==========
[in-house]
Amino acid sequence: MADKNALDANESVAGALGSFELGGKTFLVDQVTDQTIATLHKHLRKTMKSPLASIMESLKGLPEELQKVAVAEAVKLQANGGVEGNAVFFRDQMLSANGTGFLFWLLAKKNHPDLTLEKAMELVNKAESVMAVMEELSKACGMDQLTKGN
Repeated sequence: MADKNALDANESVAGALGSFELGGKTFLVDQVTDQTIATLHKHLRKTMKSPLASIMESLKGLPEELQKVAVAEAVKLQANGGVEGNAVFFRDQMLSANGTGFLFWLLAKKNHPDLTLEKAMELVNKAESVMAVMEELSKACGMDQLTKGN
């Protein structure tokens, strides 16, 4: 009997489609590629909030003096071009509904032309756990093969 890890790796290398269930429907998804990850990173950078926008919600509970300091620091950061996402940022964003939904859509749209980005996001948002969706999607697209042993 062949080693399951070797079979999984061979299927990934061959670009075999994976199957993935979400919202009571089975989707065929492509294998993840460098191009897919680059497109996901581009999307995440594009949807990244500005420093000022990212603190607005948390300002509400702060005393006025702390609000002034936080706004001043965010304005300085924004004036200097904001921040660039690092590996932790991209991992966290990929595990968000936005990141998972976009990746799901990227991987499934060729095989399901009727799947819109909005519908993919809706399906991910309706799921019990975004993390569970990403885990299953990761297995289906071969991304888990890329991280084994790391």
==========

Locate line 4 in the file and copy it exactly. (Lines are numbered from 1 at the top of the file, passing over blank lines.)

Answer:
């Protein structure tokens, strides 16, 4: 009997489609590629909030003096071009509904032309756990093969 890890790796290398269930429907998804990850990173950078926008919600509970300091620091950061996402940022964003939904859509749209980005996001948002969706999607697209042993 062949080693399951070797079979999984061979299927990934061959670009075999994976199957993935979400919202009571089975989707065929492509294998993840460098191009897919680059497109996901581009999307995440594009949807990244500005420093000022990212603190607005948390300002509400702060005393006025702390609000002034936080706004001043965010304005300085924004004036200097904001921040660039690092590996932790991209991992966290990929595990968000936005990141998972976009990746799901990227991987499934060729095989399901009727799947819109909005519908993919809706399906991910309706799921019990975004993390569970990403885990299953990761297995289906071969991304888990890329991280084994790391």